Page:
In rank-to-rank comparisons, the authors observed a significant, positive rank correlation (τ = 0.6018) between UTE and an aggregate reputation ranking, which indicates UTE could be a viable proxy for ranking atypical institutions normally excluded from traditional lists.
The UTE and EEE metrics offer distinct advantages because they can be calculated on-demand rather than relying on an annual publication and they promote diversity in the ranking lists, as any university with a Twitter account can be ranked by UTE and any university with online information about enrollment, expenditures and endowment can be given an EEE rank. The authors also propose a unique approach for discovering official university accounts by mining and correlating the profile information of Twitter friends.
The Open Archives Initiative Protocol for Metadata Harvesting (OAI‐PMH) is an evolving protocol and philosophy regarding interoperability for digital libraries (DLs). Previously…
The Open Archives Initiative Protocol for Metadata Harvesting (OAI‐PMH) is an evolving protocol and philosophy regarding interoperability for digital libraries (DLs). Previously, “distributed searching” models were popular for DL interoperability. However, experience has shown distributed searching systems across large numbers of DLs to be difficult to maintain in an Internet environment. The OAI‐PMH is a move away from distributed searching, focusing on the arguably simpler model of “metadata harvesting”. We detail NASA’s involvement in defining and testing the OAI‐PMH and experience to date with adapting existing NASA distributed searching DLs (such as the NASA Technical Report Server) to use the OAI‐PMH and metadata harvesting. We discuss some of the entirely new DL projects that the OAI‐PMH has made possible, such as the Technical Report Interchange Project. We explain the strategic importance of the OAI‐PMH to the mission of NASA’s Scientific and Technical Information Program.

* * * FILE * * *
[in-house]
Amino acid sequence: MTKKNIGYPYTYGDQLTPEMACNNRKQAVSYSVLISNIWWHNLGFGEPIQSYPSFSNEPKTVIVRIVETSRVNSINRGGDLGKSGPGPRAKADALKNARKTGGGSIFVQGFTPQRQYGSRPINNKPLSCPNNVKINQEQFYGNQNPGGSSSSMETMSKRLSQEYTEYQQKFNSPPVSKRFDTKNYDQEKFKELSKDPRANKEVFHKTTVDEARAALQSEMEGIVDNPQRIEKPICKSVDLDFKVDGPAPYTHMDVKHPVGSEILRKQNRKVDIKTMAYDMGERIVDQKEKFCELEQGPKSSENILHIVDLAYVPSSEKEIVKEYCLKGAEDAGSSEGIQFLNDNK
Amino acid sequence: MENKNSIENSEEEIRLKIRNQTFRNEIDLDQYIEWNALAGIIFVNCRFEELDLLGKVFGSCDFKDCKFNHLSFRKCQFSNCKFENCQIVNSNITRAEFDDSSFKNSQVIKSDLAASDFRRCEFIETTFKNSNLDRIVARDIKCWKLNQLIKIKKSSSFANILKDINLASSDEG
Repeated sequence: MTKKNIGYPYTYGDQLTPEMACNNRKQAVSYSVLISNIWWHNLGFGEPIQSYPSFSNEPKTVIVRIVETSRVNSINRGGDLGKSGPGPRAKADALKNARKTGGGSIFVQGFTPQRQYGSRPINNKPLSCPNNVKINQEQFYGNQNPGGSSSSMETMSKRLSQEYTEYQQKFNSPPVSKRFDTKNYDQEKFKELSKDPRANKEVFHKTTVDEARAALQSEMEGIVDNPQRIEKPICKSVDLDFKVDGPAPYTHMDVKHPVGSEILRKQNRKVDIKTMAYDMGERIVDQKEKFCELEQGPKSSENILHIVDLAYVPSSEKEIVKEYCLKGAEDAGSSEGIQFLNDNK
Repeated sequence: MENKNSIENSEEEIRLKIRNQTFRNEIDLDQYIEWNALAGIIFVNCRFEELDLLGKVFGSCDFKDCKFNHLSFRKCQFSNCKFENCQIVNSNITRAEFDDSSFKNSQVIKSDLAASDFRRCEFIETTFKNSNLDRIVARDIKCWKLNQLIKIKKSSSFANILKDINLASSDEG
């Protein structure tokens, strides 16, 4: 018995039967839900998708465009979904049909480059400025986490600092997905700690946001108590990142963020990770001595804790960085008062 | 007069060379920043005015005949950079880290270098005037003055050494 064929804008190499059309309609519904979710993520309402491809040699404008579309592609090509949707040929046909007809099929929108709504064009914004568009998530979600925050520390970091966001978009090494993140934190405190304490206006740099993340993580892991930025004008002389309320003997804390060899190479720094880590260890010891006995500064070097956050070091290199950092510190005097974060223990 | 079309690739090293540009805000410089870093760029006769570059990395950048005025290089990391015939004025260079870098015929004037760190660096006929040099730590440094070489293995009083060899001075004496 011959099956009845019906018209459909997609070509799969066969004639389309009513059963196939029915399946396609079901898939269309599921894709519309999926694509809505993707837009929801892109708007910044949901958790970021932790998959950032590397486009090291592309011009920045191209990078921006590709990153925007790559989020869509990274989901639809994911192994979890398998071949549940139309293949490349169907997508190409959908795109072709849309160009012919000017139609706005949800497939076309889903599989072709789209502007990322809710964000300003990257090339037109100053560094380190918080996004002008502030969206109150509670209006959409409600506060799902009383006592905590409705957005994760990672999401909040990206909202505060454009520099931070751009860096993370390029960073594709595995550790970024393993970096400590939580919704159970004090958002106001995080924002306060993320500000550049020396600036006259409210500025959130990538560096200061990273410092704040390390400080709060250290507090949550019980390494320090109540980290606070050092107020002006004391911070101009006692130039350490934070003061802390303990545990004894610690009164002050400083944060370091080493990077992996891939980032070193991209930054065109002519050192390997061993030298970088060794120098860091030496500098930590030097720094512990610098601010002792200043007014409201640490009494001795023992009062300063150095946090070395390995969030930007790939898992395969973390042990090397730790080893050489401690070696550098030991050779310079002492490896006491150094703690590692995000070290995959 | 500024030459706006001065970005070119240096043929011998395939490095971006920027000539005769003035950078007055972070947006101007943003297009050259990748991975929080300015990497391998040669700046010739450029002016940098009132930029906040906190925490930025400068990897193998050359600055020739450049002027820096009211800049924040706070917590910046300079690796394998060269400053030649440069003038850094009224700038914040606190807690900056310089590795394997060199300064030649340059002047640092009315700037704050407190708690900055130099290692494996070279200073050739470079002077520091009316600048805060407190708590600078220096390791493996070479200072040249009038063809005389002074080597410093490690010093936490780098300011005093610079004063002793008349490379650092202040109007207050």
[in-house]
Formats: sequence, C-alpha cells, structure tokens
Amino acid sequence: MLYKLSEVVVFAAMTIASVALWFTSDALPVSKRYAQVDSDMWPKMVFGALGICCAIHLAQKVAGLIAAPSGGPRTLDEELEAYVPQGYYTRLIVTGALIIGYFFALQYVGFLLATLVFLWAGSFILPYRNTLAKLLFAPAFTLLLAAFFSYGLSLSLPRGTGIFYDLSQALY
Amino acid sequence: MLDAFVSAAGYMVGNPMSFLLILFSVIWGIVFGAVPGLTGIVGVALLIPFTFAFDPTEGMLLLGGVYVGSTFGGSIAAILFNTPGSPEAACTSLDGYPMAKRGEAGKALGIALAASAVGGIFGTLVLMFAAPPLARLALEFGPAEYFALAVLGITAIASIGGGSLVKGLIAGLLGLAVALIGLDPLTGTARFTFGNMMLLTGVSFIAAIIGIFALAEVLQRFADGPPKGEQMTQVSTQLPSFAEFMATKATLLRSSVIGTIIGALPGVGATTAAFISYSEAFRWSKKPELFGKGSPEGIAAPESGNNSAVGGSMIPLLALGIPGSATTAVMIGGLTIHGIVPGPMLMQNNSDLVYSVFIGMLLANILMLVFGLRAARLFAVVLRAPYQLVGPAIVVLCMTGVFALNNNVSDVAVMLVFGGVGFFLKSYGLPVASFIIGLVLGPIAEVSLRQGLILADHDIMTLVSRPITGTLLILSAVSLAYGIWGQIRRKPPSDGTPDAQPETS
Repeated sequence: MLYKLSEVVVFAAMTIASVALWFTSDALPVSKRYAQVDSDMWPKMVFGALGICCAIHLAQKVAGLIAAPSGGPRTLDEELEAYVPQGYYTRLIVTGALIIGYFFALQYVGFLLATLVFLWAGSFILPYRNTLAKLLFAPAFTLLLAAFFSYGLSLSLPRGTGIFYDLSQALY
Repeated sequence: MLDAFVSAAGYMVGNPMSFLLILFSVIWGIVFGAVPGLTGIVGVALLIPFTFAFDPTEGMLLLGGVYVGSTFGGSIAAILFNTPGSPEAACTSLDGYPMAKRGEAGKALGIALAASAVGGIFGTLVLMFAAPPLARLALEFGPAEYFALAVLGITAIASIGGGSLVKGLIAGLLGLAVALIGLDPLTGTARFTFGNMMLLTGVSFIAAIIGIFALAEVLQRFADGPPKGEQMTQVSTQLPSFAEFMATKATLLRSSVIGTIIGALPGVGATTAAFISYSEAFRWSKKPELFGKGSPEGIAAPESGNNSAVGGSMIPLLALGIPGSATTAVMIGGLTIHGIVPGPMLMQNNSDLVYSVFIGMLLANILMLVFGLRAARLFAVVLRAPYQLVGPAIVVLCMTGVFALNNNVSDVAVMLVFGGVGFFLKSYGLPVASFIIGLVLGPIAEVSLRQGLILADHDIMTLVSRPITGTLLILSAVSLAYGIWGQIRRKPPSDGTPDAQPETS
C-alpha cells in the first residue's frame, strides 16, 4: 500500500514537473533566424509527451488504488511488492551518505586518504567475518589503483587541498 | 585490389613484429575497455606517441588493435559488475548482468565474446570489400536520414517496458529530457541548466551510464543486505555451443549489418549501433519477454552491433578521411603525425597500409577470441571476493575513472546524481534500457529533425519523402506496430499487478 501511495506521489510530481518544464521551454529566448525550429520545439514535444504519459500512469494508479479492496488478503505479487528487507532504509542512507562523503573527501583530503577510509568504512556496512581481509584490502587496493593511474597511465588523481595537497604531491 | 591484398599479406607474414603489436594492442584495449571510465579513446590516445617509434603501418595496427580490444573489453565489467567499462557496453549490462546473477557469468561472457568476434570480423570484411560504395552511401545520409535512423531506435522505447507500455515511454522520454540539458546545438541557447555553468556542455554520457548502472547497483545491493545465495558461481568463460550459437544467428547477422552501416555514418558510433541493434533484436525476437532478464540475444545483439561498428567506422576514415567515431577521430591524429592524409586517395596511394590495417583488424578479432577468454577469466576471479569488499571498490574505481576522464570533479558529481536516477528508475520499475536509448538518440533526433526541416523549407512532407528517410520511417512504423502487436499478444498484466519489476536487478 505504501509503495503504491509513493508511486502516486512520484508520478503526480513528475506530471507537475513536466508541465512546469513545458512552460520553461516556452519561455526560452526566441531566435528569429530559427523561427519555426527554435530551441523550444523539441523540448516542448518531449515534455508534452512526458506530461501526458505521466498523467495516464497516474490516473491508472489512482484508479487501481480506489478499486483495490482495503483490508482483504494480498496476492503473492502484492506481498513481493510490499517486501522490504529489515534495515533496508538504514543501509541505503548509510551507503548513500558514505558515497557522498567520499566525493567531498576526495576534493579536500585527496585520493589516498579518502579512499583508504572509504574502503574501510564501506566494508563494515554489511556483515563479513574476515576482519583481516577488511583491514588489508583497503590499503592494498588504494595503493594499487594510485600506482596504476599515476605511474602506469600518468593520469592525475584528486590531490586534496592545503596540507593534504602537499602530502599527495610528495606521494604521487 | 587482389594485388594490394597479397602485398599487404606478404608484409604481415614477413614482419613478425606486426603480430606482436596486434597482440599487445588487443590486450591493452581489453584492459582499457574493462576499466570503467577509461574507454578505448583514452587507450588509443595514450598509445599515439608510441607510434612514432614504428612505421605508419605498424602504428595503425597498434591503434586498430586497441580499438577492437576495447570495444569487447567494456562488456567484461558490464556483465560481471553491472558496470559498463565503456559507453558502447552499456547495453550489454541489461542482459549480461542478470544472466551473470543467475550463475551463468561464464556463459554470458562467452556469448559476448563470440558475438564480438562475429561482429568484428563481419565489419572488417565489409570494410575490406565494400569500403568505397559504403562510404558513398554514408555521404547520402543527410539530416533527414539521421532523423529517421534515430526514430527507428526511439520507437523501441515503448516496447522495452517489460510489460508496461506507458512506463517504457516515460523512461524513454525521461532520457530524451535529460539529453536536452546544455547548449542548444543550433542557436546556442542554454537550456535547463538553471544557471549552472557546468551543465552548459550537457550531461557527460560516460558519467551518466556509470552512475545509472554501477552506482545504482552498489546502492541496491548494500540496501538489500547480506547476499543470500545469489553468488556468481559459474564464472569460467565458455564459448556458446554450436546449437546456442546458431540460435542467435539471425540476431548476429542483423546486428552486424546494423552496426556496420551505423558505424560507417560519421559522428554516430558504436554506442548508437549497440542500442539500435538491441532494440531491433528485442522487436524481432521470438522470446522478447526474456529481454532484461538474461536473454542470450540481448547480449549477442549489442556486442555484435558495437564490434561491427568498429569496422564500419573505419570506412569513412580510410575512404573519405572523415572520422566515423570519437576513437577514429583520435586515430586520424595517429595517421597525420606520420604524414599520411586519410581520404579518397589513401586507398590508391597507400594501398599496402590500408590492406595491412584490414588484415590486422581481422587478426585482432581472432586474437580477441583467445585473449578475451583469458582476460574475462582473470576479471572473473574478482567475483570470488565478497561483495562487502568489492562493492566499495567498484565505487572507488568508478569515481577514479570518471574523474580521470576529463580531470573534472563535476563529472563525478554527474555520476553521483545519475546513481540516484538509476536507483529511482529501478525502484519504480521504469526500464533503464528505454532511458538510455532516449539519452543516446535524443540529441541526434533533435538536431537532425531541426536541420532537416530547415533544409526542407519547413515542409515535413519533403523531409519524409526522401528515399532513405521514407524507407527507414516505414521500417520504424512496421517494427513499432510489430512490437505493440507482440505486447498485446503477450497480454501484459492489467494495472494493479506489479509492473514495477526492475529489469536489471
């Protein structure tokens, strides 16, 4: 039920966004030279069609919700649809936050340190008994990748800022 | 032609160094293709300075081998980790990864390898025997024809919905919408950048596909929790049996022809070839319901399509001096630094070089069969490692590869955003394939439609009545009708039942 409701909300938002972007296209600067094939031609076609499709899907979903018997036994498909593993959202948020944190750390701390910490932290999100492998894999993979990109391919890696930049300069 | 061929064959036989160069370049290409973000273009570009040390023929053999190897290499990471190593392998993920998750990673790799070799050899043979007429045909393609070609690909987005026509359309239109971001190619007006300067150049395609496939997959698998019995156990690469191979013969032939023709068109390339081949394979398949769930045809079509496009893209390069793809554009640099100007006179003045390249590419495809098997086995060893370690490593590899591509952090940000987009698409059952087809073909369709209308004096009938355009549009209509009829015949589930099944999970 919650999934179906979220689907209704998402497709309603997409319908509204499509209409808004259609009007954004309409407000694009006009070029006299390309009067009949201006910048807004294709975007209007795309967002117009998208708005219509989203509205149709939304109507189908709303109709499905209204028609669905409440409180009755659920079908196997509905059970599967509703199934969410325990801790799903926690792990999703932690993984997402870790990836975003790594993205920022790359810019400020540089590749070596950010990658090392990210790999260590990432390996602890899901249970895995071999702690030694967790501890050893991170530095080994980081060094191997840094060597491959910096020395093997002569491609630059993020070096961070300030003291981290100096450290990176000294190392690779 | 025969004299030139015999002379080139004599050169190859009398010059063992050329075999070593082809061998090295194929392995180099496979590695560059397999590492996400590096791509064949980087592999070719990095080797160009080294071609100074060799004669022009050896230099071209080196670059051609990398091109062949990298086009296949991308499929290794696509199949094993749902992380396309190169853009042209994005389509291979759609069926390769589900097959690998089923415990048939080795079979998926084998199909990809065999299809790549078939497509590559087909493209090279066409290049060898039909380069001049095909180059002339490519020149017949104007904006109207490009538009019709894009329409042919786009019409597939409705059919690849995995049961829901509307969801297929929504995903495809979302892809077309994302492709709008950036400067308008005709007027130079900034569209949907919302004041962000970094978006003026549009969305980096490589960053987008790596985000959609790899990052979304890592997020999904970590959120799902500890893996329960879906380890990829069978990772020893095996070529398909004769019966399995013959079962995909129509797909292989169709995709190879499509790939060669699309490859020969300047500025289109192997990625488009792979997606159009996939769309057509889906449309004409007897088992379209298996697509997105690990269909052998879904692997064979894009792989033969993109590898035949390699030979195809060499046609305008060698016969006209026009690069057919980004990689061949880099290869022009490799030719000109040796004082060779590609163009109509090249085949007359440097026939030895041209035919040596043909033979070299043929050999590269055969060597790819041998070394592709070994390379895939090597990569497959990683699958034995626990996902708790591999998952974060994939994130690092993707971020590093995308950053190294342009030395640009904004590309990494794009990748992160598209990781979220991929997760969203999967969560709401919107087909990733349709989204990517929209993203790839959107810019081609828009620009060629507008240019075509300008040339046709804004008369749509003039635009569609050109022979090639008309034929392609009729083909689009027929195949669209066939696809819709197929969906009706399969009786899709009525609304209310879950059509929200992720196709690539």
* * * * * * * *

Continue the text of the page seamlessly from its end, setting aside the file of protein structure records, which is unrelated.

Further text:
Institutions and individuals actively engaged in research disseminate their results and experiences in a variety of ways: journals, books, technical reports, conference…
Institutions and individuals actively engaged in research disseminate their results and experiences in a variety of ways: journals, books, technical reports, conference presentations. Books and papers submitted to journals are often restricted by the publishers’ copyright, whereas technical reports, conference proceedings and other documents are usually freely available. Documents in this second category may represent the leading edge of research, containing valuable information of interest to other researchers, but there is no widely accepted standard method for dissemination of this kind of docu ment. Often, this material is overlooked because interested parties are unaware of its existence. The Technical Reports Service of HENSA (Higher Education National Software Archive) aims to solve some of these problems. It provides a centralised access point, via the World Wide Web, to collections of relevant documents stored on FTP sites around the world. A user can perform searches over all the documents included in the service, or access an individual collection and retrieve any document of interest. Authors and document collection maintainers can easily include their documents in the service whilst maintaining total control over all the documents they make available.